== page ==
Interpreting the tyres for the Malaysian Grand Prix: Malaysia places heavy lateral demands on the tyres; it’s the second-highest lateral load of the year after Barcelona. This can lead to heat build-up within the tyre, which can reach a maximum of 130 degrees centigrade. Sessions at the Malaysian Grand Prix in the past have been frequently interrupted by heavy rain, and the race was even halted early in 2009, with half-points being awarded.
Pirelli has a new specification of Cinturato Green intermediate and Cinturato Blue full wet tyre this year; with a redesigned construction to help improve traction and prevent snap oversteer.
Although grip levels are high in Malaysia, the frequent rain has the effect of washing any rubber that has been laid down off the track overnight, meaning that there is often a ‘green’ surface at the start of each session. While a dry line can emerge quickly because of the high ambient temperatures, drainage at Sepang is not particularly good, which can lead to pools of standing water.
Expected tyre behaviour in 3D:
Race Facts and Statistics: The first race would be won by Eddie Irvine on appeal in a Ferrari in 1999, and the team would go on to become the most successful at the track, winning six of the fourteen Formula One races there (42.9%). The only other constructors to have achieved multiple wins at the circuit are the other constructors to have won multiple Constructors Championships during this time – McLaren, Renault and Red Bull.
Michael Schumacher and Fernando Alonso share the greatest number of wins at the Sepang International Circuit with three each, with Kimi Raikkonen and Sebastian Vettel one win behind on two each. Half of the races have been won from pole position, and the Drivers Championship has been won seven times by the winner of the Malaysian Grand Prix that season (50%).
Only one Malaysian driver has participated in the Formula One World Championship, with Minardi hiring Alex Yoong for the 2001 and 2002 seasons. His best finish was seventh in the 2002 Australian Grand Prix, and his only appearance in his home country saw him retire due to a collision with Eddie Irvine after qualifying last.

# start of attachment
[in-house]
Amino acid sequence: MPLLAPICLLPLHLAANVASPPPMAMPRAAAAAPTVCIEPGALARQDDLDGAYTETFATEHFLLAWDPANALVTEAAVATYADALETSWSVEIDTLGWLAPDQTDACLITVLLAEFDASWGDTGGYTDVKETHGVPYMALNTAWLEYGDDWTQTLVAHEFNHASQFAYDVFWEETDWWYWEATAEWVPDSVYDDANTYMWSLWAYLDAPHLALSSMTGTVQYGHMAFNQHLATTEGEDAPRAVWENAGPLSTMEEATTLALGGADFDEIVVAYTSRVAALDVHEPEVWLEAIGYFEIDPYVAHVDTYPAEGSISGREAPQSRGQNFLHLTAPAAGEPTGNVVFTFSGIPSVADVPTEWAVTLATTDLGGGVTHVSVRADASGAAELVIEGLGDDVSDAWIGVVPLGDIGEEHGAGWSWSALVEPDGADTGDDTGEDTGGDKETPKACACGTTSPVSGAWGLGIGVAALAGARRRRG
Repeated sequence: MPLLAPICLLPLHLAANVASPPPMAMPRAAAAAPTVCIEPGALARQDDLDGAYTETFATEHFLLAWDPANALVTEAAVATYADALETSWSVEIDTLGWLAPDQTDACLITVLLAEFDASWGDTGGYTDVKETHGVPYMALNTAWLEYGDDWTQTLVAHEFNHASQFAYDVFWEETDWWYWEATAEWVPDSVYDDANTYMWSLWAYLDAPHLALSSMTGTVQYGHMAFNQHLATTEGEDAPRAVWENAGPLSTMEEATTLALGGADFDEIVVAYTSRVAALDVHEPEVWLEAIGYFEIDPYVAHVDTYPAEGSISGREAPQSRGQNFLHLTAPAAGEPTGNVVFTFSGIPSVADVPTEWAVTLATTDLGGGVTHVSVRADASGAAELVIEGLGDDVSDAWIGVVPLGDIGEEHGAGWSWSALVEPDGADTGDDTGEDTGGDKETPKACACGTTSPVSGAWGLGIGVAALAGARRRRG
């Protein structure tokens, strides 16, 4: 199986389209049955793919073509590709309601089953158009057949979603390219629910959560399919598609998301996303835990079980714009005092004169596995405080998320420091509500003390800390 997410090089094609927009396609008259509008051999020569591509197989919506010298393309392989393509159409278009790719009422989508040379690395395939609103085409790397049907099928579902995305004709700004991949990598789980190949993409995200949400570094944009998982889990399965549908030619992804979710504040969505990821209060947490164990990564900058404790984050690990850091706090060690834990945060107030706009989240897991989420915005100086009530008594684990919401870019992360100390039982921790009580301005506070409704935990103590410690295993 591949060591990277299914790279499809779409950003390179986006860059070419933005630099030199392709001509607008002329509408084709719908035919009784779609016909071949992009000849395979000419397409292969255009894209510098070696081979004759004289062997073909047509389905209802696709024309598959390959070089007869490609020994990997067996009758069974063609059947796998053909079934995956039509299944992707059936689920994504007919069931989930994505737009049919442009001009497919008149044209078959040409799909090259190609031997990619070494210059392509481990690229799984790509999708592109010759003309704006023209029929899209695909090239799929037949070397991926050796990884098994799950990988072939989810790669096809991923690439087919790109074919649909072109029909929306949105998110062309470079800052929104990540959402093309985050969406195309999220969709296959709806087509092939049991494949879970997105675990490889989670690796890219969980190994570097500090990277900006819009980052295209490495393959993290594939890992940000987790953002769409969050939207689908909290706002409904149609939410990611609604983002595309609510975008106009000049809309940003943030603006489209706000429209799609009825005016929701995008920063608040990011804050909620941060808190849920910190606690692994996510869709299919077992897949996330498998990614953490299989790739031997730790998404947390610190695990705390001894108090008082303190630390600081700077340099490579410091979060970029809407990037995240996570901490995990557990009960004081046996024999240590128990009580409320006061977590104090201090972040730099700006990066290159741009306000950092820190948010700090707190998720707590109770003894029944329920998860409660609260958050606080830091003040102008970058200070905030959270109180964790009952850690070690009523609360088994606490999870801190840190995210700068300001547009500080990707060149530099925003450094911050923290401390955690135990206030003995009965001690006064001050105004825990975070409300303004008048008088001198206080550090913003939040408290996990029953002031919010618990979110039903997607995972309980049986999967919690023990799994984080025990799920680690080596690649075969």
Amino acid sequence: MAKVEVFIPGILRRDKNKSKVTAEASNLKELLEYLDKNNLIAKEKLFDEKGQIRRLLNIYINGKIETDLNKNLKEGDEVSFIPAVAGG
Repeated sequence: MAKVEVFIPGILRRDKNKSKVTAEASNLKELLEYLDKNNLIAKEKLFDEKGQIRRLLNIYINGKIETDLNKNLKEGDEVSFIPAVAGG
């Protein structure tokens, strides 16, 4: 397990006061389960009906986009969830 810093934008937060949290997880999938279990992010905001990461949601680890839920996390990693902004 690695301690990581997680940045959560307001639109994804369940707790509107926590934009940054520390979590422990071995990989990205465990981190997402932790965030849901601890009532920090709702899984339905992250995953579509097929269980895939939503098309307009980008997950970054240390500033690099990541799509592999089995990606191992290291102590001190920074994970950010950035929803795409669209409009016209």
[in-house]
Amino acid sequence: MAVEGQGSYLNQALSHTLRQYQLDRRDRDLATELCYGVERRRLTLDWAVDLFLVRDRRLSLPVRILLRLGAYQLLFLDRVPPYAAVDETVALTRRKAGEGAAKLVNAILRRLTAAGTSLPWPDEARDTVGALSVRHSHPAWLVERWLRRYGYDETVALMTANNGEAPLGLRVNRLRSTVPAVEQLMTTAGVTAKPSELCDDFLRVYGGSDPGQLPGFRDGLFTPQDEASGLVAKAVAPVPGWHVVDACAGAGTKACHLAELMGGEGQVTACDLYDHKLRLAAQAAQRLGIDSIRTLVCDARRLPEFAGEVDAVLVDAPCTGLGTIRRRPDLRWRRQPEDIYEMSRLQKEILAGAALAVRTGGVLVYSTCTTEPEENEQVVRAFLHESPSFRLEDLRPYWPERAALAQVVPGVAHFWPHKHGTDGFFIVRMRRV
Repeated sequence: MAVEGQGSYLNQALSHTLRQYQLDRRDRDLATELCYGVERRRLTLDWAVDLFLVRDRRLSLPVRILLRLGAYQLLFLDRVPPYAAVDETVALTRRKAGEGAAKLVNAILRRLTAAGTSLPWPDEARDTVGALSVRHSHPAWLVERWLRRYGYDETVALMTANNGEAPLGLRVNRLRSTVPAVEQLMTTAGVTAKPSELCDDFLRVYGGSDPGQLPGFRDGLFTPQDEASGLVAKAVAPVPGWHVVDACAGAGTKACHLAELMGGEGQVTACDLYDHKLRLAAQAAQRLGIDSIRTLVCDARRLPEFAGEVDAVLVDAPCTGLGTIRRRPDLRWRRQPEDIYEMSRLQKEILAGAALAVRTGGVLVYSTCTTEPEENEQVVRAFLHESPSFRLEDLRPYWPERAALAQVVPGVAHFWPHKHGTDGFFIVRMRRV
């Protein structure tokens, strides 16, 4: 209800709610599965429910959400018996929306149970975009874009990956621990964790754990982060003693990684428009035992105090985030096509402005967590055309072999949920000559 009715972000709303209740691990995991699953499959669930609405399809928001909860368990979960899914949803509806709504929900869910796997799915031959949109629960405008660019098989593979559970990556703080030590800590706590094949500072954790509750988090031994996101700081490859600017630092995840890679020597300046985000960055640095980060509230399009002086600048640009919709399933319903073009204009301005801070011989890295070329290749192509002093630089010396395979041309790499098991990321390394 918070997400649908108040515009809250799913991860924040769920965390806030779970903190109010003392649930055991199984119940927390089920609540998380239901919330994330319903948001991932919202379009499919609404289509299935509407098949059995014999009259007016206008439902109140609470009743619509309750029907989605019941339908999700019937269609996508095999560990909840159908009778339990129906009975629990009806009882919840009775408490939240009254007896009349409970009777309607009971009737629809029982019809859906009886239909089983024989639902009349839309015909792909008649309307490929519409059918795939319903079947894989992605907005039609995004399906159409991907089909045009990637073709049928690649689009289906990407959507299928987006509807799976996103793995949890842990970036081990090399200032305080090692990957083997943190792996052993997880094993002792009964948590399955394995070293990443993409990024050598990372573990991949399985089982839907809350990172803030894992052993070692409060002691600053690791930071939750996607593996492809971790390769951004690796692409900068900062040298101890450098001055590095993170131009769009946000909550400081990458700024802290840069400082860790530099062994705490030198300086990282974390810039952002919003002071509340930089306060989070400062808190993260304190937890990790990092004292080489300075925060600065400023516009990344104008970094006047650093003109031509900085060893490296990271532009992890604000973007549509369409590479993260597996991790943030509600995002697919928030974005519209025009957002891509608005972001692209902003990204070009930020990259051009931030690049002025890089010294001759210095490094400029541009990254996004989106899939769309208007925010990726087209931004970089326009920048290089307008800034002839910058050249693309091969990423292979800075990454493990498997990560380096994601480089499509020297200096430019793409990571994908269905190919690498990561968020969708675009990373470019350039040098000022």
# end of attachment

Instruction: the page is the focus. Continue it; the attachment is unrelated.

Fairuz Fauzy was the closest to becoming the second Malaysian Formula One driver, making five appearances in Friday practice sessions for Lotus Racing in 2010, with a highest finish of 21st in the first free practice session for the German Grand Prix.
Two Malaysians have won previous editions of the Malaysian Grand Prix – Tony Maw as part of the Tasman Series in 1969, and Sonny Rajah as part of the Formula Pacific series in 1973.
Singaporean driver Yong Nam Kee also won the Formula Two Malaysian Grand Prix in 1962 – named as the Malayan Grand Prix at the time – held at the Thomson Road circuit in Singapore. This area was still part of the Malaysian federation until their expulsion from the Federation of Malaysia by Malaysian Prime Minister Tunku Abdul Rahman in 1965.
There have only been two Malaysian Formula 1 teams that have participated in their home Formula One Grand Prix. Malaysian entrepreneur Tony Fernandez set up both teams, Lotus Racing/Team Lotus and Caterham F1 with their best finish coming from Heikki Kovalainen’s 15th place for Team Lotus in 2011.
2000 – Ferrari won the constructors championship at the circuit with Schumacher winning the year’s race.
2001 – The beginning of the circuit’s short but important association with changeable weather conditions, albeit with the same victor as the previous year.
2002 – Ralf Schumacher won in 2002, and Massa finished in his first point scoring position.
2003 – Fernando Alonso took his first ever pole position at the circuit, which was then followed by Kimi Raikkonen’s first F1 victory.
2005 – Alonso became the first Spaniard to lead the Formula One world championship thanks to victory at the circuit.
2006 – Giancarlo Fisichella, then teammate to Fernando Alonso took his final Formula One victory.
2009 – Half points given for the 5th time due to the race not reaching 75% of the race distance, and Brawn GP became the second constructor to win their first two Formula One World Championship Grands Prix since 1950, when Alfa Romeo won the first two ever.
2012 – Fernando Alonso held off a late charge from Sauber’s Sergio Perez to take victory in a wet race, which saw the best result for the independent Sauber team and Jean-Eric Vergne’s first point scoring finish in Formula One.
This Year: The Petronas Malaysia Grand Prix will be the fifteenth edition of the World Championship race, continuing the impressive history of the event that saw Fernando Alonso claim victory in changing conditions last year.
The Formula 1 event is supported by the Malaysian Super Series for cars and bikes (which also supports the MotoGP event). The Malaysian Super Series adds to the first two races of the Porsche Carrera Cup Asia and is the first round of the GP2 Series, the support series for the Formula One race this year.
|2011||Sebastian Vettel||Red Bull-Renault|
|2010||Sebastian Vettel||Red Bull-Renault|